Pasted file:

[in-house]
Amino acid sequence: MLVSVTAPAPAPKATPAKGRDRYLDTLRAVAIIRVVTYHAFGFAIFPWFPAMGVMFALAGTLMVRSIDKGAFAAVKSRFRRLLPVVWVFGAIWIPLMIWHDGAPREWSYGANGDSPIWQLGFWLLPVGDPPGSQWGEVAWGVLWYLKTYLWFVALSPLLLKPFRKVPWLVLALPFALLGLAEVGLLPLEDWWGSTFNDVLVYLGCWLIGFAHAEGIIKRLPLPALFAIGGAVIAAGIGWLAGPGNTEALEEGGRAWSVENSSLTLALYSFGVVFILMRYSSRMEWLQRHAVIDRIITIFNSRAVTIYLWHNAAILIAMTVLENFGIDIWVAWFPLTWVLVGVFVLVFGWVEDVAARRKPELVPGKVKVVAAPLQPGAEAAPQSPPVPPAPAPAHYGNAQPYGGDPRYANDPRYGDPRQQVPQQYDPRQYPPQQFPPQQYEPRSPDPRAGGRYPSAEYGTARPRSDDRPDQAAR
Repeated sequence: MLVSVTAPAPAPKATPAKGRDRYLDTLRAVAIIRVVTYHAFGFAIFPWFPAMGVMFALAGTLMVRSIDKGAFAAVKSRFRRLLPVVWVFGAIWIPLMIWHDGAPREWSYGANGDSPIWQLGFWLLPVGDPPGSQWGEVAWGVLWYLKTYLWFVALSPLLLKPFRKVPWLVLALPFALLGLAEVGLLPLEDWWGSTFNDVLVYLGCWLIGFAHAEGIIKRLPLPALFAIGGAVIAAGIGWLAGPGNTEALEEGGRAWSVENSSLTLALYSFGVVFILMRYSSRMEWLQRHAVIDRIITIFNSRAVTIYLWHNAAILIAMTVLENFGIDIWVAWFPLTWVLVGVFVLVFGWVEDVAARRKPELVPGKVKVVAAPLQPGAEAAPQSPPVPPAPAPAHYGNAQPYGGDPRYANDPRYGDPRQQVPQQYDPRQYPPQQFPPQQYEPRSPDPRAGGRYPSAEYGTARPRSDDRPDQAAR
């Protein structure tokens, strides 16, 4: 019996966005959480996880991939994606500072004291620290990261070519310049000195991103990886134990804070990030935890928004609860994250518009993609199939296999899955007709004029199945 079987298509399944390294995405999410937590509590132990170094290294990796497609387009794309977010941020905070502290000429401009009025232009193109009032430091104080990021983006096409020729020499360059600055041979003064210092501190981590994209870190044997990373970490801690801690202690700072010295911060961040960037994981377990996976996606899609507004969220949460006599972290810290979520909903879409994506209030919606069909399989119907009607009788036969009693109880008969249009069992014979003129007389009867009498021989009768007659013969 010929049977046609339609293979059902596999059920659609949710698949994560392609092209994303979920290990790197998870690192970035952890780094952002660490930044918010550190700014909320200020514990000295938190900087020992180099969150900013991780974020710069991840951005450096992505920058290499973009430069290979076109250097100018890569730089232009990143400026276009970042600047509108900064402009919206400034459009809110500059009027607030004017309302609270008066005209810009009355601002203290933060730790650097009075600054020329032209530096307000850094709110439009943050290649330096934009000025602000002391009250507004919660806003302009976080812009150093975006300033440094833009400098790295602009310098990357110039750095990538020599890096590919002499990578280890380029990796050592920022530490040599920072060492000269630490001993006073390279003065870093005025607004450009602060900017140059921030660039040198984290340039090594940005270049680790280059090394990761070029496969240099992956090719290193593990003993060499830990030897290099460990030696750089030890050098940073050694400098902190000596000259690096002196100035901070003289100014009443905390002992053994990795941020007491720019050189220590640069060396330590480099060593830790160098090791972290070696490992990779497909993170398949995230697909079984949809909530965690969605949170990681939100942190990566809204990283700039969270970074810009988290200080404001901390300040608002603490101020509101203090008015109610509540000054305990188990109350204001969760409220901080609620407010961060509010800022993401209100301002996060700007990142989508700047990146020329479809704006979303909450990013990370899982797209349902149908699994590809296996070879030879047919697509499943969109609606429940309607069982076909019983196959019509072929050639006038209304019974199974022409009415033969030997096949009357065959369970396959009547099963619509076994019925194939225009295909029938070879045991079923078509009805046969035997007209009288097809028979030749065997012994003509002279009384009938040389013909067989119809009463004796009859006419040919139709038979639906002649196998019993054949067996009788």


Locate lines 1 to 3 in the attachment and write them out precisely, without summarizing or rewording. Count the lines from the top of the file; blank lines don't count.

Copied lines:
[in-house]
Amino acid sequence: MLVSVTAPAPAPKATPAKGRDRYLDTLRAVAIIRVVTYHAFGFAIFPWFPAMGVMFALAGTLMVRSIDKGAFAAVKSRFRRLLPVVWVFGAIWIPLMIWHDGAPREWSYGANGDSPIWQLGFWLLPVGDPPGSQWGEVAWGVLWYLKTYLWFVALSPLLLKPFRKVPWLVLALPFALLGLAEVGLLPLEDWWGSTFNDVLVYLGCWLIGFAHAEGIIKRLPLPALFAIGGAVIAAGIGWLAGPGNTEALEEGGRAWSVENSSLTLALYSFGVVFILMRYSSRMEWLQRHAVIDRIITIFNSRAVTIYLWHNAAILIAMTVLENFGIDIWVAWFPLTWVLVGVFVLVFGWVEDVAARRKPELVPGKVKVVAAPLQPGAEAAPQSPPVPPAPAPAHYGNAQPYGGDPRYANDPRYGDPRQQVPQQYDPRQYPPQQFPPQQYEPRSPDPRAGGRYPSAEYGTARPRSDDRPDQAAR
Repeated sequence: MLVSVTAPAPAPKATPAKGRDRYLDTLRAVAIIRVVTYHAFGFAIFPWFPAMGVMFALAGTLMVRSIDKGAFAAVKSRFRRLLPVVWVFGAIWIPLMIWHDGAPREWSYGANGDSPIWQLGFWLLPVGDPPGSQWGEVAWGVLWYLKTYLWFVALSPLLLKPFRKVPWLVLALPFALLGLAEVGLLPLEDWWGSTFNDVLVYLGCWLIGFAHAEGIIKRLPLPALFAIGGAVIAAGIGWLAGPGNTEALEEGGRAWSVENSSLTLALYSFGVVFILMRYSSRMEWLQRHAVIDRIITIFNSRAVTIYLWHNAAILIAMTVLENFGIDIWVAWFPLTWVLVGVFVLVFGWVEDVAARRKPELVPGKVKVVAAPLQPGAEAAPQSPPVPPAPAPAHYGNAQPYGGDPRYANDPRYGDPRQQVPQQYDPRQYPPQQFPPQQYEPRSPDPRAGGRYPSAEYGTARPRSDDRPDQAAR